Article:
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Keck's Solar Park today

When I visited Chicago for some book events last month, I scheduled an extra day to re-visit Solar Park, a neighborhood in Glenview which Fred Keck designed for developer Howard Sloan in 1939-42.  (Fred Keck was "the first Solar architect," in the modern sense, as I discuss in great detail in the book.)  My friend Jim Laukes was my traveling companion and many thanks to him for a memorable adventure.  We also visited a solar neighborhood by Keck in Glencoe.  More on that soon.

First, the good news.  The first Sloan house (1940), for which Sloan coined the label "Solar House," is in beautiful and original condition.  I did not photograph the characteristic south wall because it faces a private backyard, but it remains just like the Hedrich-Blessing photo included in the book (p.15), with the uplifted roofs of the clerestory and the screen porch wonderfully intact.  The north side, pictured here, faces the street.  You can just detect a portion of the uplifted roof to the left of the chimney.

Fred Keck, Sloan house  (1940). Photo © Anthony Denzer, 2013.

Fred Keck, Sloan house  (1940). Photo © Anthony Denzer, 2013.

The bad news?  Sloan II is gone, destroyed a few years ago.  Many others are lost as well.  In fact, there is only one other original Keck in this immediate neighborhood.  Sloan named one of the short streets in his subdivision "Solar Lane," and the name remains, but today there are no solar houses remaining on Solar Lane:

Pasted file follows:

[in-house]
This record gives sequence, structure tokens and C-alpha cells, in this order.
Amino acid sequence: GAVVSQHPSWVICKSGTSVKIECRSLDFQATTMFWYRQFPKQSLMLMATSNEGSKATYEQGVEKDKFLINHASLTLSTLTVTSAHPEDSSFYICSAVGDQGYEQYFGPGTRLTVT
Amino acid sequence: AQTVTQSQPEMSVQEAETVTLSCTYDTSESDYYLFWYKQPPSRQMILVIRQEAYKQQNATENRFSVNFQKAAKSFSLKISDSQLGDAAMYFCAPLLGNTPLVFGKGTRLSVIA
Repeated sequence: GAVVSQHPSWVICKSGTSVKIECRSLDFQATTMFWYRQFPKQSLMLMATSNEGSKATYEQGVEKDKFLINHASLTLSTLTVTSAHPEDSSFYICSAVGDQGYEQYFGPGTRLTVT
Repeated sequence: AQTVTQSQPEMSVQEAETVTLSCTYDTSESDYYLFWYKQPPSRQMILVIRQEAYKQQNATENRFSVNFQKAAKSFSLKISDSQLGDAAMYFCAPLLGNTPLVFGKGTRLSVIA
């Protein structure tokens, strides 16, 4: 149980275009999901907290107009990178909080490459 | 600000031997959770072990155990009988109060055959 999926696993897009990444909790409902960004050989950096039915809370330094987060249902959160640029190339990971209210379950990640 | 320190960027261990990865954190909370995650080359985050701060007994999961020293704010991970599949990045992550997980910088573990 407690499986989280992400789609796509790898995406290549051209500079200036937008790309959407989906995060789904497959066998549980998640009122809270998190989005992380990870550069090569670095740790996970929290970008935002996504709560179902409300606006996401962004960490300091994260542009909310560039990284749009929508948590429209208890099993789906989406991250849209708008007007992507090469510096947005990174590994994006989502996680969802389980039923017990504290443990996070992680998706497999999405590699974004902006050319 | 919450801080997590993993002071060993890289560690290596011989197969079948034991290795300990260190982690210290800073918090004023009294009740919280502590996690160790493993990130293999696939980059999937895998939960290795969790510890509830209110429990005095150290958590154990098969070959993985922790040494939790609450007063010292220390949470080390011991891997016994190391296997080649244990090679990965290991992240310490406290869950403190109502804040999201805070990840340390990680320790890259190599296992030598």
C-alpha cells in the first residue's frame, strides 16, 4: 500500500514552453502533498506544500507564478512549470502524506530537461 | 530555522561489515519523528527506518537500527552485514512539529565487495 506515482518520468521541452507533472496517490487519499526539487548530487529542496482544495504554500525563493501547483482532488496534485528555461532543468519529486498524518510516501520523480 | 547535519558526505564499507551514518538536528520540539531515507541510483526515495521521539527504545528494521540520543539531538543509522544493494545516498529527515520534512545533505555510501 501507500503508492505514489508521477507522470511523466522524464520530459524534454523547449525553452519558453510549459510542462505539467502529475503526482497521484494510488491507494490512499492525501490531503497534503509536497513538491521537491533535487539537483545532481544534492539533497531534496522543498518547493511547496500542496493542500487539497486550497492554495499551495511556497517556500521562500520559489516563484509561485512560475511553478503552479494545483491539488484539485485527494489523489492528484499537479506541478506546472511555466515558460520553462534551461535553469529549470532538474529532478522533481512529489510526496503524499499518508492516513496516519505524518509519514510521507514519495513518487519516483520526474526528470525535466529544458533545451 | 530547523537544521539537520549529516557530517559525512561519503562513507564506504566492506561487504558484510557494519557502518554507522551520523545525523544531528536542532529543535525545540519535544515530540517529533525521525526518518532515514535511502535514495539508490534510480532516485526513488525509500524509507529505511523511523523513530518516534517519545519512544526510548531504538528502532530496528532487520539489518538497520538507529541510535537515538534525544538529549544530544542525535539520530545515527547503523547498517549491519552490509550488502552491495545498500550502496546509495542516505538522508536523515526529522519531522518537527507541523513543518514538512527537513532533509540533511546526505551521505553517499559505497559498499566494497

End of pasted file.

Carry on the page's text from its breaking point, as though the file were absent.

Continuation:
Photo © Anthony Denzer, 2013.

Photo © Anthony Denzer, 2013.

The 'McMansion' phenomena has certainly taken its toll on solar house history---see the George Löf house---and of course there have been many such tragedies in the wider world of historically-significant Midcentury Modern houses.

About a mile away, we found Paul Schweikher's Redwood Village Cooperative (aka North Shore Cooperative) semi-intact.  Four of the original seven houses are clearly recognizable, if somewhat altered.  This one corresponds to the Hedrich-Blessing image at the bottom of p.17 of the book:

Paul Schweikher, Redwood Village Cooperative  (1942). Photo © Anthony Denzer, 2013.

Paul Schweikher, Redwood Village Cooperative  (1942). Photo © Anthony Denzer, 2013.

The redwood siding has been painted.  A room has been added at the right.  But more significantly, the character-defining ventilating louvers have been removed from their location below the four tall windows.  I imagine they disappeared at the same time a new feature (seen at the center) arrived---the air conditioner.